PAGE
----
Before agreeing to do a project, determine how much
time it will take to prepare and where we
can find the time to work in the preparation time.
A lot of our stress comes from over scheduling. We have put too much on our plate. There is not enough time and energy to do all the things we want to do or have committed ourselves to do.
Why do we over schedule? Often it is to prove our self-worth.
The reasoning is that if I am busy, I am important.
When someone asks us to do a task, we look at our calendar to see if the date is open. Most likely, if the date is open we may agree to do the project. The problem is that we did not check something else as important as the open time. This failure shows up weeks before the deadline.
We feel the stress of having too much to do and too little time and energy to do it. So to give ourselves time, we neglect some important projects or stay up late at night working on them. We lament, 'Why did I ever agree to do this? I don't have time.'
One of my seminary professors, who had been an efficiency expert before coming to our faculty, offered a stress saving tip. When someone asks him to do a project such as give a seminar, he not only looks at the date to see if it is open but he sits down and figures up how much time it will take to create the talk or to design the project.
Then he starts working backwards from the appointed date to see where he can find the time for the preparation. If he cannot find time for the preparation, he declines the offer. This is wonderful advice. Before agreeing to do a project, determine how much time it will take to prepare and where we can find the time to work in the preparation time.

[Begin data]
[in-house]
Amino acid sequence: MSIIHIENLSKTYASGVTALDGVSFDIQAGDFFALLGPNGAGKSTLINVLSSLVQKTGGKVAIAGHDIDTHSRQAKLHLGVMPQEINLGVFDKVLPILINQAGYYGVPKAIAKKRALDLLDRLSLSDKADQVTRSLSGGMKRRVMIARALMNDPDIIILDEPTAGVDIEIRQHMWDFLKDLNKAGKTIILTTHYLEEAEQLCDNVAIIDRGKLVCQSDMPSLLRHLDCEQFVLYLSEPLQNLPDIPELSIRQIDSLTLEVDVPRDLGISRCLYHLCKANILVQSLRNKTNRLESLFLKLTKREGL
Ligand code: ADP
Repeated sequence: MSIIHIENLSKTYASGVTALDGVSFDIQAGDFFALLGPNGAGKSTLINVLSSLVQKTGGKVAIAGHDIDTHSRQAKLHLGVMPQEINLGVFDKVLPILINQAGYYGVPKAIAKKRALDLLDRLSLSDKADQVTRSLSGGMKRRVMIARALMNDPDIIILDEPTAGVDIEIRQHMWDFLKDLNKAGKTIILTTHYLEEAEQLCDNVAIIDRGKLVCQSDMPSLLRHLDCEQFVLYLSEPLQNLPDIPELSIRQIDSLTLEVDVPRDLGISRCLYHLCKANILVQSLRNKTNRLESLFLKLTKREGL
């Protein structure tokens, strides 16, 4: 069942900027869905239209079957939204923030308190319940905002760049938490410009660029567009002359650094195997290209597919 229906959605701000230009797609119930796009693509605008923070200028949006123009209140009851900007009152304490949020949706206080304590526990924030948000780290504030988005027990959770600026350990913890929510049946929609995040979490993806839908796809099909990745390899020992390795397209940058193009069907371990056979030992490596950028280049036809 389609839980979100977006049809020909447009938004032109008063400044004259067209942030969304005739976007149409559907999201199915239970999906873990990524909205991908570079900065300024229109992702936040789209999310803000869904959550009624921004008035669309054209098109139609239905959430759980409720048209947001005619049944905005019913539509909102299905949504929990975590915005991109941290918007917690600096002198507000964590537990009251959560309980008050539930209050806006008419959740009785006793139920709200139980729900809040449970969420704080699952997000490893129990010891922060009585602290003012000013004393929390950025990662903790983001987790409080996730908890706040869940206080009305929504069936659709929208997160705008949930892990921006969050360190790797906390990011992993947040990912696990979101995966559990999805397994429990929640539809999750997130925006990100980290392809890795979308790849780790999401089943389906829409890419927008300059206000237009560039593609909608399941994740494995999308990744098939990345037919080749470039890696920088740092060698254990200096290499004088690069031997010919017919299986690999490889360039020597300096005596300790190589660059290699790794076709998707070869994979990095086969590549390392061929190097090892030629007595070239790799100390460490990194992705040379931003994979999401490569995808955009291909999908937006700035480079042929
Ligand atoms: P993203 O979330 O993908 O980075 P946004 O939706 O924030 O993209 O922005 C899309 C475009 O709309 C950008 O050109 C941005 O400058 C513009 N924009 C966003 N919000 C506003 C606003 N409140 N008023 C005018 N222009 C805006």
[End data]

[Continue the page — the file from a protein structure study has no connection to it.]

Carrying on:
When asked to do a task or project, most of us think we have to give an immediate answer. Sometimes the requests are presented as urgent so we should give an answer immediately. It is only after we have had time to think about what we have agree to that we begin regretting our decision. The truth is that most requests are not urgent.
To avoid a lot of unnecessary stress, we need to give ourselves time to think and process our decision. It is wise to say to the person making the request, 'Let me think about it and I'll get back to you.' This gives us time to really think if we really want to do the task and decide if we have enough time to do it.
Dr. William E. Austin is a licensed psychotherapist and holds a Doctor of Divinity degree. He is a therapist with Tidewater Pastoral Counseling Services . He is well known for his warmth and sense of humor. His book, Creating Our Safe Place - Articles on Healthy Relationships, can be purchased through www.amazon.com.
Tidewater Pastoral Counseling: 623-2700
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